Most mental health experts and researchers define “mental resilience” or “toughness” as the ability to cope successfully in the face of adversity, especially with the absence of psychopathology or abnormal cognition.1,2,3
To put things simply, mental resilience is the ability for a person to keep functioning normally despite being put in a highly stressful situation.
The concept of building mental resilience is central to the treatment of substance use disorder (SUD).2,3 Perhaps the most defining thing about SUD is how it directly interferes with a person’s ability to make good decisions. Building mental resilience can be key to empowering people with SUD to continuously and sustainably make better decisions regarding their health, relationships, and overall well-being.
Here, we’ll discuss the context and value of mental resilience when it comes to SUD recovery. Contact our team at Boston Drug Treatment Centers to learn more.
Mental resilience is often critical for helping individuals with SUD achieve a successful — and sustainable — recovery. However, mental resilience does not get built overnight. Creating it in most cases involves learning and internalizing behaviors and attitudes that set one up for success. Regular psychotherapy, particularly cognitive-behavioral therapy, and training oneself to build positive habits are the main tools for building mental resilience. 3,4,5,6,7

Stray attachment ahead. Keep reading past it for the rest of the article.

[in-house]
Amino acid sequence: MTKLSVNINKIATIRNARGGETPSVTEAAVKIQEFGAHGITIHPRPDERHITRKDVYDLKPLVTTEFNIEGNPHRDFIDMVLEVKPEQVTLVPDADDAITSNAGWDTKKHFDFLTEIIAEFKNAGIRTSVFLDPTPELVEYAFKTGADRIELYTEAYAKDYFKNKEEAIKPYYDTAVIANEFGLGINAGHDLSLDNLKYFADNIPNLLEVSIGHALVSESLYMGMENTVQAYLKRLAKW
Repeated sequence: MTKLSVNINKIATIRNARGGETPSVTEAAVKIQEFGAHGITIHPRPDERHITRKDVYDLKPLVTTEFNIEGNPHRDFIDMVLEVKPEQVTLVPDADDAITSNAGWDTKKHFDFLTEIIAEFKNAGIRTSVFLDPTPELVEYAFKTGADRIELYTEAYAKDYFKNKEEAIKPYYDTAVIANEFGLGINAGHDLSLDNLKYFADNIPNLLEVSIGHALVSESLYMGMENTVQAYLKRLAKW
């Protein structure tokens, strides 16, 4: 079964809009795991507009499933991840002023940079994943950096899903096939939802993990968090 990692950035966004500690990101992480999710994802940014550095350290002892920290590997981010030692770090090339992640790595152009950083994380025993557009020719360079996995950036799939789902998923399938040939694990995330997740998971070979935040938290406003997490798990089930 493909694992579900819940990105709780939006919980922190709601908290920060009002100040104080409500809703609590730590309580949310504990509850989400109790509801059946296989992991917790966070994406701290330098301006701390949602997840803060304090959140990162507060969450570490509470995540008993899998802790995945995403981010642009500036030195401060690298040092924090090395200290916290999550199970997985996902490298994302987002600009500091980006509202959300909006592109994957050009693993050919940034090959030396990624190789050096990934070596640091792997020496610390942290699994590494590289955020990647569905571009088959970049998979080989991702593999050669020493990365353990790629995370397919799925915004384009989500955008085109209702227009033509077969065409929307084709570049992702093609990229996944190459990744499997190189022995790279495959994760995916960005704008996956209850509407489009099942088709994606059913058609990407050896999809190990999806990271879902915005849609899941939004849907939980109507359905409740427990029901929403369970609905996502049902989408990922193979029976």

While the same principle works for individuals recovering from SUD, the existence of SUD and other co-occurring mental health conditions can create challenging conditions for recovery. For instance, people with alcohol or opioid use disorder may need medication-assisted therapy and other interventions to make them stable enough to receive the necessary training for mental resilience.2,5,6,7
Additionally, as is often the case with many serious mental health disorders, the best treatment approaches tend to be specific to each individual. Getting good outcomes out of therapy and mental resilience training is often a matter of being able to try out different methods as well as being able to give them sufficient time to produce results.
Through all this, it’s also important to note that having mental resilience does not mean the recovering individual will no longer feel cravings or negative emotions from their triggers.1,3,4,5,7 Rather, it is akin to physical strength training, where one has to gradually build muscle and slowly increase their capacity and strength over time.
Mental resilience not only allows you to succeed in recovering from substance misuse, but it can be a valuable asset in your personal and professional endeavors as well. To find treatment programs in the Greater Boston area that promote mental resilience, you can call us at (857) 577-8193.
For those seeking addiction treatment for themselves or a loved one, our calls are confidential and are available for 24/7 help.
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If you wish to explore additional treatment options or connect with a specific rehab center, you can: browse top-rated listings, visit our homepage, or visit SAMHSA, at www.samhsa.gov, or by calling 800-662-HELP. You may also contact The Florida Department of Children and Family Services at https://www.myflfamilies.com/